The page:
Customers expect salespeople to know more today than ever before … and to know it at a higher level of proficiency. This difference constitutes an inflexion point. Customers now want sales reps who are trusted advisors not product facilitators.
All this means that in order for a sales team to be successful in the years ahead, front-line managers need be highly skilled. It is not an overstatement to suggest that front-line sales managers truly have become the pivotal job for sales success.
Build a solid foundation. Let’s look at how a new sales manager can get off on the right foot. Here are four ideas for getting started:
• Do your homework to gain an objective lay of the land. Drill down and learn about the territory and the sales team. Here, the CRM system can be a best friend. Review the sales team members’ performance both currently and over time. Identify the top accounts – who has them, what solutions are being used, and what are the potential new opportunities? Become familiar with the sales pipeline and the prospects populating it and make revisions where necessary – like getting rid of no-win opportunities.
• Talk with senior management. Although you’ve surely talked with senior management before taking the sales manager position, now you have an opportunity to address a different set of questions. Two particularly important areas of inquiry are: What are the expectations? and What are the institutional resources that are available to your team and how can you tap into them?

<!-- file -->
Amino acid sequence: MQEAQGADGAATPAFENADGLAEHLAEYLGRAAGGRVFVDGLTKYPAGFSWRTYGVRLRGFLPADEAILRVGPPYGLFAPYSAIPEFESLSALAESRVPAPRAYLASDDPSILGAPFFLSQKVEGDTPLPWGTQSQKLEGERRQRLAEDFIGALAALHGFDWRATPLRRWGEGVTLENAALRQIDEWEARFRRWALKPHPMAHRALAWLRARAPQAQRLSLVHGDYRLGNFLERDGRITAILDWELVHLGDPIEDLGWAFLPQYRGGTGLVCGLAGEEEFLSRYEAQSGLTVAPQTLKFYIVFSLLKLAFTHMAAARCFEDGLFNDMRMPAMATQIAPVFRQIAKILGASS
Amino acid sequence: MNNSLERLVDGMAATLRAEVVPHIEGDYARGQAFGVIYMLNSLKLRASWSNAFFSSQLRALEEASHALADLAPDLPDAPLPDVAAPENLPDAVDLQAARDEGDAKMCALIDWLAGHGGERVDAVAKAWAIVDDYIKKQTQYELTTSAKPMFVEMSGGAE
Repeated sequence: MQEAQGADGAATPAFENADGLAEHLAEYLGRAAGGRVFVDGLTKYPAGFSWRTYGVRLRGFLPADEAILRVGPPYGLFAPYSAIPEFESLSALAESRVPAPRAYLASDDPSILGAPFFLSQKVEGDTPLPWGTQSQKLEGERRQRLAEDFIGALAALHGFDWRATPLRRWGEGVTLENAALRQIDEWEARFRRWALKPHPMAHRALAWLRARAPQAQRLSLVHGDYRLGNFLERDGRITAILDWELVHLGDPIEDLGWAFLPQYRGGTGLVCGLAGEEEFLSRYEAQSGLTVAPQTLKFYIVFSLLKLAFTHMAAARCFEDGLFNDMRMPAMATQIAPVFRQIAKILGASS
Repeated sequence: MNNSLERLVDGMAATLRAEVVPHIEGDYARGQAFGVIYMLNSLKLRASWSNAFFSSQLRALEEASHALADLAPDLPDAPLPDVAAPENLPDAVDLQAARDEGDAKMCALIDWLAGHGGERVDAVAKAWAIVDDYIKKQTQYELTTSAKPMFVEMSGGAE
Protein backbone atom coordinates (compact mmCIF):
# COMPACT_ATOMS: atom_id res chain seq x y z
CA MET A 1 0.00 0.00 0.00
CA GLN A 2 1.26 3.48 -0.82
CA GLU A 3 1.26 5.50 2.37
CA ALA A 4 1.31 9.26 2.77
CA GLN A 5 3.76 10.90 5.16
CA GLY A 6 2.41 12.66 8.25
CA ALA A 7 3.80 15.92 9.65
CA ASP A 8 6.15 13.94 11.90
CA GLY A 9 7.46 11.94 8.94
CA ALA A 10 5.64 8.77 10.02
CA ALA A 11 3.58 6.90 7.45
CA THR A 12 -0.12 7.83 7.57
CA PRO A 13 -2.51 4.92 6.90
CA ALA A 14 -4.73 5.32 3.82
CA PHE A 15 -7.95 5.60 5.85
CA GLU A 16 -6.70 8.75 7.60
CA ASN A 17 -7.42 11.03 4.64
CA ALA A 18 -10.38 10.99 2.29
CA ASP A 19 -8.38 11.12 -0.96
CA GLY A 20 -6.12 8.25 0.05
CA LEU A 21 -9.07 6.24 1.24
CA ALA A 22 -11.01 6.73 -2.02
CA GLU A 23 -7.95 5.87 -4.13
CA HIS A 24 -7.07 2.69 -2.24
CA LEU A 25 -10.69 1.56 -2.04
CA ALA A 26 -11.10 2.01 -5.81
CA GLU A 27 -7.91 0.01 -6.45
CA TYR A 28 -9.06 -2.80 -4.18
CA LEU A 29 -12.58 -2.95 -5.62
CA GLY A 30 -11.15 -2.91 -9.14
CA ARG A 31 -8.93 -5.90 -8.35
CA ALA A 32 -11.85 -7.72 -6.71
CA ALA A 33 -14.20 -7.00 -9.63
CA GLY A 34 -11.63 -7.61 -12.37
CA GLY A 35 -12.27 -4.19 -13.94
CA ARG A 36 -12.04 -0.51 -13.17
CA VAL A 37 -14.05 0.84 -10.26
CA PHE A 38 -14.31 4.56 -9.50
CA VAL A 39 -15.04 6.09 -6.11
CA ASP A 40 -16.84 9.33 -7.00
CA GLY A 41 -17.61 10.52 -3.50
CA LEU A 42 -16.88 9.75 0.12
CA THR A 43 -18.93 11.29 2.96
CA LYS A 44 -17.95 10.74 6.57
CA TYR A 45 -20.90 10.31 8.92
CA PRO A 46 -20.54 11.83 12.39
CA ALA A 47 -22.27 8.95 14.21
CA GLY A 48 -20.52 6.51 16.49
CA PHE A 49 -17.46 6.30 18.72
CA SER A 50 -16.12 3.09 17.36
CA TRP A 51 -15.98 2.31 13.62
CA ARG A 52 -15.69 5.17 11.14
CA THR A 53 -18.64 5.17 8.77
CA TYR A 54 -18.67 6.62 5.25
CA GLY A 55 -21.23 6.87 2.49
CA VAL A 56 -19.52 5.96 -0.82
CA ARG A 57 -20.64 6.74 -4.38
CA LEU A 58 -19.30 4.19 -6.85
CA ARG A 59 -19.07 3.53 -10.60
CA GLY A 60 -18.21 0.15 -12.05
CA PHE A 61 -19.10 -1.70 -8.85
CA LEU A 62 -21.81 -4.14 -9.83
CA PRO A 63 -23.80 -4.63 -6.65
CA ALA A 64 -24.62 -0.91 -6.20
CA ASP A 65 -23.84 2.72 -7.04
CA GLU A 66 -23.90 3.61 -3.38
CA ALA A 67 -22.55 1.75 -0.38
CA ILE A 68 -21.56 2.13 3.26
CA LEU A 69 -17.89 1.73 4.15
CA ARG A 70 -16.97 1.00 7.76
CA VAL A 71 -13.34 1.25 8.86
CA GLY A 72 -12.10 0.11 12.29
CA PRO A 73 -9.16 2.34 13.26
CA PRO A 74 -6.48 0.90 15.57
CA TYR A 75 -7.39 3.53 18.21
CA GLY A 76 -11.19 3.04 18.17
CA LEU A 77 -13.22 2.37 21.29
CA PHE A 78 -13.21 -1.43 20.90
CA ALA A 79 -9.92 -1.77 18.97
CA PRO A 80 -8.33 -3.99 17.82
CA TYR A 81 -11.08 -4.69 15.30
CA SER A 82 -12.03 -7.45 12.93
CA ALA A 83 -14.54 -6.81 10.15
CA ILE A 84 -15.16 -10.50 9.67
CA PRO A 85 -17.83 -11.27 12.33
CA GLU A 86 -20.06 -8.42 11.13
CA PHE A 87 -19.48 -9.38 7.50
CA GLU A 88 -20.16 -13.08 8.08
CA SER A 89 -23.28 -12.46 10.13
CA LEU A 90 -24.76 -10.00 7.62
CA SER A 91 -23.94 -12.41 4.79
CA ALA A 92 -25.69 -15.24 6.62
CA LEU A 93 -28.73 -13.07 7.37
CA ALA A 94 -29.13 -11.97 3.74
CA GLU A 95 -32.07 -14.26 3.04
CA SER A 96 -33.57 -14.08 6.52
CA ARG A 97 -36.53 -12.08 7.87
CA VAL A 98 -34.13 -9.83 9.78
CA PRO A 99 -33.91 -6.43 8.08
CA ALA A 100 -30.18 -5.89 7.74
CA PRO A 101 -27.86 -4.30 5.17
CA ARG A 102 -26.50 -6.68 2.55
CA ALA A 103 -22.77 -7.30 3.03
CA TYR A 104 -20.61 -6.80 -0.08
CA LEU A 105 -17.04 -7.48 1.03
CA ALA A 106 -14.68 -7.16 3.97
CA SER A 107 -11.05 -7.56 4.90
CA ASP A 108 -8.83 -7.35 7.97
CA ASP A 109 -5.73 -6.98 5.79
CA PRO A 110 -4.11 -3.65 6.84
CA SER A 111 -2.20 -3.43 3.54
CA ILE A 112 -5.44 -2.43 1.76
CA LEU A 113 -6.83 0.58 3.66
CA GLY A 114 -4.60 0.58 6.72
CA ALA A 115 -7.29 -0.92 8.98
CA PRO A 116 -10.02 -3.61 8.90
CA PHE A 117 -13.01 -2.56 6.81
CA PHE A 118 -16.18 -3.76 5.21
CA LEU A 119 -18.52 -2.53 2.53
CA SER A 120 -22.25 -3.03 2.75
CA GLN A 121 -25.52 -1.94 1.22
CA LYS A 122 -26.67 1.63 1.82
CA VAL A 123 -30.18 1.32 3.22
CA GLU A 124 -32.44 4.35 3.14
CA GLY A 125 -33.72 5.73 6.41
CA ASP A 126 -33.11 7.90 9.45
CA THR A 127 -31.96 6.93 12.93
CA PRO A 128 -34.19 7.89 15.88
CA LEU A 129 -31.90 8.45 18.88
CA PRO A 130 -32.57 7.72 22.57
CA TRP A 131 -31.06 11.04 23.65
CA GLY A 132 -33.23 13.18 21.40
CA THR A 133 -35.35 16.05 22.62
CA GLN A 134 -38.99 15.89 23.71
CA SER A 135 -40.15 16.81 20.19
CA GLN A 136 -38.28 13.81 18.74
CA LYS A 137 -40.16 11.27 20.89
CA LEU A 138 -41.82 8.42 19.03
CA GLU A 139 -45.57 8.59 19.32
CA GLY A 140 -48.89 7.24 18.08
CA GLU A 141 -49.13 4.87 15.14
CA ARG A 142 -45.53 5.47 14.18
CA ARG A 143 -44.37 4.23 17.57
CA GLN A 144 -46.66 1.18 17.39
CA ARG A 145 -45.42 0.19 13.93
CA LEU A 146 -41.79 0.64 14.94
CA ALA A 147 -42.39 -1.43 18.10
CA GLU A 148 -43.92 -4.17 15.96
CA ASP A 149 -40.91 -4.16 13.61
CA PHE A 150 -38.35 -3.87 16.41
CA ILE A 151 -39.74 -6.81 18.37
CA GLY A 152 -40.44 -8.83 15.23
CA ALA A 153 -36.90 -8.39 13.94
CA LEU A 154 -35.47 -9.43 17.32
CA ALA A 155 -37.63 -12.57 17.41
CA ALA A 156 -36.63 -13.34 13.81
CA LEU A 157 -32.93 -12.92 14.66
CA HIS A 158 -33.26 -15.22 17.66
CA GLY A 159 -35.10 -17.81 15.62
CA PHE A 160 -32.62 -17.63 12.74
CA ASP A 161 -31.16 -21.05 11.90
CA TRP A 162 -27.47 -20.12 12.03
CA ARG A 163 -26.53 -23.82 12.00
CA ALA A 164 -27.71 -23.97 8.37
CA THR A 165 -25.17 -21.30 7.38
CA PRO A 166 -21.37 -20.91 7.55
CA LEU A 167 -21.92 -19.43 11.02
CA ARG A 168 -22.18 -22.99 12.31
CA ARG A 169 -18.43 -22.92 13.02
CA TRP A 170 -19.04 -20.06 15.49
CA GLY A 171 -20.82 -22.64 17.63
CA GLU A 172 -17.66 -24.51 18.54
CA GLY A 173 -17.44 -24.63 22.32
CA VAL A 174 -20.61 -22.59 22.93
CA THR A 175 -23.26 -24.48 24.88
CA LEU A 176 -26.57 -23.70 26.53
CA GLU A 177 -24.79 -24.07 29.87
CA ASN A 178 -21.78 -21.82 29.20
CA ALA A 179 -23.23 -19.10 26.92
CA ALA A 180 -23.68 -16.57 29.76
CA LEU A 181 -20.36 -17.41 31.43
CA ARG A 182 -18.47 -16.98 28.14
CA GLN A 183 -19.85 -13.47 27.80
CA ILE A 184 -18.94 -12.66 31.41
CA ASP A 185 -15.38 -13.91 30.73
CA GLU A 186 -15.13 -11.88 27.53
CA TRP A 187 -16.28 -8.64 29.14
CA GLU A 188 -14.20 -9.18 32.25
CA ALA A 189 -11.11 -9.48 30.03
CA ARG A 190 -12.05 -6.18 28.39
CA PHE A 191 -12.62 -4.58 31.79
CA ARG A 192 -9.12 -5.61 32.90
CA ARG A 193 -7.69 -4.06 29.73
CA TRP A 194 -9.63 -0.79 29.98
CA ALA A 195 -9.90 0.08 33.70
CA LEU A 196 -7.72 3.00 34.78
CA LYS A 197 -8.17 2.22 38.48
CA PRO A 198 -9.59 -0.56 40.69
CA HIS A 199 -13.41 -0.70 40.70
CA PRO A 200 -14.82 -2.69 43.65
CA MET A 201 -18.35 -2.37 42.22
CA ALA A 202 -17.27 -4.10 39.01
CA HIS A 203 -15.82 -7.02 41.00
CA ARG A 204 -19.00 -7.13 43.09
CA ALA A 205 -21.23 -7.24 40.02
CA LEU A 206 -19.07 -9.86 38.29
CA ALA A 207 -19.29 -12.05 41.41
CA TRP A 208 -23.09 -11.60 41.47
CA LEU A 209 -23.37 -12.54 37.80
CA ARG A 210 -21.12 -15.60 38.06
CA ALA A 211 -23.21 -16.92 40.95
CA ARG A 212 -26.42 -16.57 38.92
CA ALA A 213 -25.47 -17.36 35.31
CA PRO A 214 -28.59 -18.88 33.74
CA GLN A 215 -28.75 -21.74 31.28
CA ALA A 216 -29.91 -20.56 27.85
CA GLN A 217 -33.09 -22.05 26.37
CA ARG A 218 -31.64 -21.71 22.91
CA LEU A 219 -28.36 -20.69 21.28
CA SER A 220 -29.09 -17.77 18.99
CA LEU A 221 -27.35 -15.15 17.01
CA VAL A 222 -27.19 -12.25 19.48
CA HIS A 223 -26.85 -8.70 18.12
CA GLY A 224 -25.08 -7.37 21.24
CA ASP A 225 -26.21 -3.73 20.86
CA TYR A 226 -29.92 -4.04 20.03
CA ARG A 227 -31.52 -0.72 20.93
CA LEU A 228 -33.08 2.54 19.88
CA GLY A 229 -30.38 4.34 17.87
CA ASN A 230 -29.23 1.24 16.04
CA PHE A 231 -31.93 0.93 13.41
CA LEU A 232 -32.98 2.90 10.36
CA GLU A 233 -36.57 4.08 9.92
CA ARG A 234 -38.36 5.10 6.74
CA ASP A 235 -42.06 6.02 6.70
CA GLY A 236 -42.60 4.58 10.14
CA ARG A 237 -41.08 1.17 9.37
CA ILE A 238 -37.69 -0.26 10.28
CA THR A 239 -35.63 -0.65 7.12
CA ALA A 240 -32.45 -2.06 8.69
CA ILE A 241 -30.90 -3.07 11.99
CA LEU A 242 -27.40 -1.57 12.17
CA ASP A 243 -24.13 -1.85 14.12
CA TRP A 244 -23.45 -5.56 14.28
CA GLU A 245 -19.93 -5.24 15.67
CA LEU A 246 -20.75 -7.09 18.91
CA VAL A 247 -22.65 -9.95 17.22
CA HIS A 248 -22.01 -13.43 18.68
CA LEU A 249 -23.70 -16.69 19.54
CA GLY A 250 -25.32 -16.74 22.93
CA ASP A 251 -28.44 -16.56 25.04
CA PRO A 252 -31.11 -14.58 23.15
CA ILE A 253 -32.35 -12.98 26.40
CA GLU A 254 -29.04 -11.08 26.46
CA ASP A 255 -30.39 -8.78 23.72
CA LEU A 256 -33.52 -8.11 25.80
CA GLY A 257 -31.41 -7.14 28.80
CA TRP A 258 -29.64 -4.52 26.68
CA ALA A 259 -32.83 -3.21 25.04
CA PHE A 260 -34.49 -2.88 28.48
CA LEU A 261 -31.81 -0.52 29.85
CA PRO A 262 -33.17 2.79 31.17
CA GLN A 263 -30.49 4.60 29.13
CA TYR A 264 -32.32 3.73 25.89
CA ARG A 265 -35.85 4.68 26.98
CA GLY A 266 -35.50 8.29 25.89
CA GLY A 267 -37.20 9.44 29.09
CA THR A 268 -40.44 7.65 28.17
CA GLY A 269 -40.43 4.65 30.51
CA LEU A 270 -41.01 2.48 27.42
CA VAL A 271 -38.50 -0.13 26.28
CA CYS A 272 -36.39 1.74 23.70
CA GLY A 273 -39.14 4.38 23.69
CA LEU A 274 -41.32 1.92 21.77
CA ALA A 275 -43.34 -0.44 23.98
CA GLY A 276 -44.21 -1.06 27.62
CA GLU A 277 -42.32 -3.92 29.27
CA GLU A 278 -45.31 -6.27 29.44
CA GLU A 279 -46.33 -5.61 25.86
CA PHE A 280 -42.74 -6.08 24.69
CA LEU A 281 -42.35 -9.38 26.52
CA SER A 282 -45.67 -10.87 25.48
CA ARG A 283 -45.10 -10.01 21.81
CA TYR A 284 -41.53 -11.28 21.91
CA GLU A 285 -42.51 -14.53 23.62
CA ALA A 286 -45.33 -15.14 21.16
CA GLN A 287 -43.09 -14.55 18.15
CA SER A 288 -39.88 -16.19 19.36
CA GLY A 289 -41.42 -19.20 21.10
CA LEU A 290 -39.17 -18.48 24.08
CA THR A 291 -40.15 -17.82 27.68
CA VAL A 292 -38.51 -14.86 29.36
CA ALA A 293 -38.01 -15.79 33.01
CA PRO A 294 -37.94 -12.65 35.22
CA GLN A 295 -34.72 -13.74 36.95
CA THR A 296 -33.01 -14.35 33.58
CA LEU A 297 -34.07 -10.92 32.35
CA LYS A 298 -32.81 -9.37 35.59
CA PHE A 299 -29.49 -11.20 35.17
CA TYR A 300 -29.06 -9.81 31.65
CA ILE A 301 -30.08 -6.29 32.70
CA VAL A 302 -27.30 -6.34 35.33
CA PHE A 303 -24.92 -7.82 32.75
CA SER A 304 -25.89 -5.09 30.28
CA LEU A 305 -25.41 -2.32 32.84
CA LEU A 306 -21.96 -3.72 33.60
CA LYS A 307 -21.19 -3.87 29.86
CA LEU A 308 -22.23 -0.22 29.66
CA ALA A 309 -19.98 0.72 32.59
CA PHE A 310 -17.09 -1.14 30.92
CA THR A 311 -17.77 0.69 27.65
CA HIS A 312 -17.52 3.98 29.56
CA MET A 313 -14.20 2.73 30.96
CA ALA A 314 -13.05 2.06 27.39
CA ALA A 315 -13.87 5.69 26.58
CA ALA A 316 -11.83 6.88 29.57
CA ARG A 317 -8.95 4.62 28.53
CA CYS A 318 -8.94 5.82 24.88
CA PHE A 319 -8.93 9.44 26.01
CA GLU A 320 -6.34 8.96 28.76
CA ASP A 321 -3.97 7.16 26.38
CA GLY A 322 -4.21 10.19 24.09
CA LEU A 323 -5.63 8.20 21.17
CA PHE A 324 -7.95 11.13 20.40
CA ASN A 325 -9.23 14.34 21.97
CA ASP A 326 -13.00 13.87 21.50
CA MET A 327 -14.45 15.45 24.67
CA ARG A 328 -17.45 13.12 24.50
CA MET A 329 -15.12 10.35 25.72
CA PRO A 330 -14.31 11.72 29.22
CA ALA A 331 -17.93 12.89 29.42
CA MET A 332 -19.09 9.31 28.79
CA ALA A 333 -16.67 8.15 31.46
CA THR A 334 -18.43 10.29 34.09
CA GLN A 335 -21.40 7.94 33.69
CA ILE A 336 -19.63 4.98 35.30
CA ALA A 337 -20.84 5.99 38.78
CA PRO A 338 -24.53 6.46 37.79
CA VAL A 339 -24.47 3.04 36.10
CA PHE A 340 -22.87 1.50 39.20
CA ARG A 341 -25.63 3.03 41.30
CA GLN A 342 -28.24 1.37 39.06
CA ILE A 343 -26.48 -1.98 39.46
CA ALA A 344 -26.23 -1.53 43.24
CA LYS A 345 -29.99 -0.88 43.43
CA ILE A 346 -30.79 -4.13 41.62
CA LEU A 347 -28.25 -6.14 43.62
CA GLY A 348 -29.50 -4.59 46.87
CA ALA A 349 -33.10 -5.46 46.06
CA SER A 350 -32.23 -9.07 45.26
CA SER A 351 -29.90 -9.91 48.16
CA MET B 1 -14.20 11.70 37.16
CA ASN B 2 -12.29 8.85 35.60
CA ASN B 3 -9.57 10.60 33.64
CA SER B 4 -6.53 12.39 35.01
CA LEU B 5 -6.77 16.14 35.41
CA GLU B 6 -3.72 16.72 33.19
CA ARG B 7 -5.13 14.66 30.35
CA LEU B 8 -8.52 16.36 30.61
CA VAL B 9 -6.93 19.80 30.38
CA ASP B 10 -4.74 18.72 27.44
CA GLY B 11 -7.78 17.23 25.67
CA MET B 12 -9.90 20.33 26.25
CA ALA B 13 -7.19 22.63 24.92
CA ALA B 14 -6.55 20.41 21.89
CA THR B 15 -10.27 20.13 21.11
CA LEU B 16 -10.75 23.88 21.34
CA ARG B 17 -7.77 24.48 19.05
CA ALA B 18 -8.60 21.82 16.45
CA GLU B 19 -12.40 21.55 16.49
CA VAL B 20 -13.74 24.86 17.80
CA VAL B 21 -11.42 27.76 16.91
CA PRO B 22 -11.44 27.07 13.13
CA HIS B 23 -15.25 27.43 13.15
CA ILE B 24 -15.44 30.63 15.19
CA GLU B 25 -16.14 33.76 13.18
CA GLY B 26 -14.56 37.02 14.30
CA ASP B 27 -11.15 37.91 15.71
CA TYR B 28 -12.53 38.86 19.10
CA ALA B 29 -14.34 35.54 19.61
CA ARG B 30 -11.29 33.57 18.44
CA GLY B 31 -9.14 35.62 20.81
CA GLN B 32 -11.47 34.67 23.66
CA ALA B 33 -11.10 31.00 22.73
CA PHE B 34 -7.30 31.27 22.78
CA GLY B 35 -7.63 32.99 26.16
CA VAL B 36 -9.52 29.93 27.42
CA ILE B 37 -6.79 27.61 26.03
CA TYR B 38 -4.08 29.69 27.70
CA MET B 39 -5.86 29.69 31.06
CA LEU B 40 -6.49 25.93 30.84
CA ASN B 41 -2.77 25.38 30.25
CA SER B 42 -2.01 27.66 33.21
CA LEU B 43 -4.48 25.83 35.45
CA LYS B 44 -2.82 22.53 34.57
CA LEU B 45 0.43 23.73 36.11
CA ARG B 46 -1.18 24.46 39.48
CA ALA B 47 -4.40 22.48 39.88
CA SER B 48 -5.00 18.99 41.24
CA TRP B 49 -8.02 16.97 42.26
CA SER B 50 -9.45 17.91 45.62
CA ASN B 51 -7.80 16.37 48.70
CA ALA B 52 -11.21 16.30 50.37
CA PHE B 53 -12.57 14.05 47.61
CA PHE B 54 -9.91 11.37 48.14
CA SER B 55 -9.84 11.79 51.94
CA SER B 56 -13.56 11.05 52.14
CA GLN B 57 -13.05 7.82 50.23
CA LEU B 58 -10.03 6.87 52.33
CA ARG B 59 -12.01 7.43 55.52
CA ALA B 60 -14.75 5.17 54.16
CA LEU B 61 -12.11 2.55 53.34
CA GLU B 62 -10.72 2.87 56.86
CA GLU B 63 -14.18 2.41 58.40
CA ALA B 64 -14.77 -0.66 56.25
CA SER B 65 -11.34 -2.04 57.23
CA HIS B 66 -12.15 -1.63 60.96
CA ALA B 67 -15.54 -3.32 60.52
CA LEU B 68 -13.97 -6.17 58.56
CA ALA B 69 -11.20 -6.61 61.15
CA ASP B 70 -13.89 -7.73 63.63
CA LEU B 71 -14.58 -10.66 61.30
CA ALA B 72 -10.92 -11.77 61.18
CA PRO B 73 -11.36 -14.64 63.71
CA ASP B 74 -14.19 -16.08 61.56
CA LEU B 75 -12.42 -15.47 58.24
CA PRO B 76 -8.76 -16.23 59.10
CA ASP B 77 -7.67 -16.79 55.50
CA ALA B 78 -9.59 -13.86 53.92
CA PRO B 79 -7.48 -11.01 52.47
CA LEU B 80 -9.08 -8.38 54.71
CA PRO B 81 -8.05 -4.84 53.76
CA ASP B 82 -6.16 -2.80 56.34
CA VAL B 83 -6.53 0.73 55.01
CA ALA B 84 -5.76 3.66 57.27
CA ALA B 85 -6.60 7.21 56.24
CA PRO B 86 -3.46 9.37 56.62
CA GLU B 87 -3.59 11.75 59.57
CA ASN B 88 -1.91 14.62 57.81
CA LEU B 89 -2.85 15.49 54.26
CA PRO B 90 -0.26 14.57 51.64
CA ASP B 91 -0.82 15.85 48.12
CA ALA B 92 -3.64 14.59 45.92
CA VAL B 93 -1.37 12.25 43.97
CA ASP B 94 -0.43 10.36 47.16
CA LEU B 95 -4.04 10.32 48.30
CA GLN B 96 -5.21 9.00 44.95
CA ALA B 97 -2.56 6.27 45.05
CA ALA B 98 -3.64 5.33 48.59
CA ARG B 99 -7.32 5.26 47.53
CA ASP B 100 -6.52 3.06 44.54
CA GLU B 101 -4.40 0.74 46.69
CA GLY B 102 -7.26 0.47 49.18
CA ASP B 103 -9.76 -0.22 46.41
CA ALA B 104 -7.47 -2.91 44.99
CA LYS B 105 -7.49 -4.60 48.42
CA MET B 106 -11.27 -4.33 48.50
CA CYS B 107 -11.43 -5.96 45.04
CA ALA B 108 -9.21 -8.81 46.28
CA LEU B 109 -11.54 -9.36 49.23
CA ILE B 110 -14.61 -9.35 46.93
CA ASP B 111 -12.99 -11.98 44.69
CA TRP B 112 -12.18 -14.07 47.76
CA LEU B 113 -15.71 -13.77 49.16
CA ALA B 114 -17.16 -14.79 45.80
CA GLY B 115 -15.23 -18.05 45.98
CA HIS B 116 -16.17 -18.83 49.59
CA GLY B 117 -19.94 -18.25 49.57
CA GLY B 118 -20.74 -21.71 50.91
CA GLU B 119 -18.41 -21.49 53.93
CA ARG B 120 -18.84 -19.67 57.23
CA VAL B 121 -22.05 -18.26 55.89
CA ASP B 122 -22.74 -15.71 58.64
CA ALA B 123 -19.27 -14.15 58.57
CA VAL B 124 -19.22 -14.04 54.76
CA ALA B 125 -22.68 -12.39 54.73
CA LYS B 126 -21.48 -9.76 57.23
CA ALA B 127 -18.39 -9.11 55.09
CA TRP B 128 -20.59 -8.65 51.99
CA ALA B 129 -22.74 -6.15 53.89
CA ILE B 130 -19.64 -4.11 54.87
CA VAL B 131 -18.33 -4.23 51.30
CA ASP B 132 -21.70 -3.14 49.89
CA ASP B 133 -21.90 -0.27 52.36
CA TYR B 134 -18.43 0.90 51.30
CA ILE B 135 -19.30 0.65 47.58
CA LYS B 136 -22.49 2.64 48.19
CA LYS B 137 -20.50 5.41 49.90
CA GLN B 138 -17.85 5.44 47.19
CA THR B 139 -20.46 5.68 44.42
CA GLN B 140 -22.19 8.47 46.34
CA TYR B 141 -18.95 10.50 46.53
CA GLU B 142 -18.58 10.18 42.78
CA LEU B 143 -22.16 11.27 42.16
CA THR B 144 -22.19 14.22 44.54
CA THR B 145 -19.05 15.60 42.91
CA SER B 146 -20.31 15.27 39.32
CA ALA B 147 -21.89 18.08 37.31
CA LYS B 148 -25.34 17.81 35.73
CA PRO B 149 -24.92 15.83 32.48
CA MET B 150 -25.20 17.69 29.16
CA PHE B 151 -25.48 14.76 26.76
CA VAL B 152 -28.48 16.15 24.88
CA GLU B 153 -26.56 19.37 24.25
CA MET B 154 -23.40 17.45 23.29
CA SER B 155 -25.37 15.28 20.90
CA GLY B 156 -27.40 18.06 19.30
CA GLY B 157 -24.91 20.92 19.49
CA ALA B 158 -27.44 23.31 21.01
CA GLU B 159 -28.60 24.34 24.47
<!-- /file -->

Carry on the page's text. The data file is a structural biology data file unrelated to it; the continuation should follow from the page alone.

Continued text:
• Solicit from the sales team what they want from their sales manager. Ask each member of the sales team what he or she wants their new sales manager to do – and what they expect? Some important specifics – how should coaching work and when and how should I help you sell?
• Consider a personal 360-degree assessment. After about three months into your new sales manager position, consider an informal 360 assessment. Here the HR or sales enablement function should be able to help. Discuss with your boss, your sales team, and some peer sales managers your strengths and weaknesses in managing your sales team. Early on in a new position is a great time to pause and take stock of how you might do some self- improvement.
Getting managerial planning right. After the foundation is laid, it makes sense to lay a path forward. Unfortunately, immediate action often takes precedence over planning. This can be shortsighted. Here are 10 questions for getting started on a management plan.
- What is going on in the buying environment that would impact how we sell?
- How should I prioritize my coaching time?
- How can I optimize the quality of feedback I share with my sales team?
- How can I help my sales team better leverage institutional resources?
- Under what conditions should I participate in sales calls – how does that differ by individual team member and type of call?
- What can I do specifically for top performers? Underachievers?
- How can I increase the percentage of time my team spends selling to customers? What is the major time sink?
- What can I do to increase the overall motivation of the team?
- What is one innovative idea I should try to increase the sales productivity of the team?
- What is the one skill I must get better at?
Leveraging the power of culture. Traditionally, when talking about best practices, most of the emphasis has been on sales and management skill sets. But the more we have studied high-performing sales teams, the more we have come to realize that the cart has often been put before the horse. Perhaps sales teams would be even more successful if greater emphasis were initially directed towards creating a culture that drives individual excellence.
If you found this post helpful, you might want to join the conversation and subscribe to the Sales Training Connection.
©2017 Sales Momentum® LLC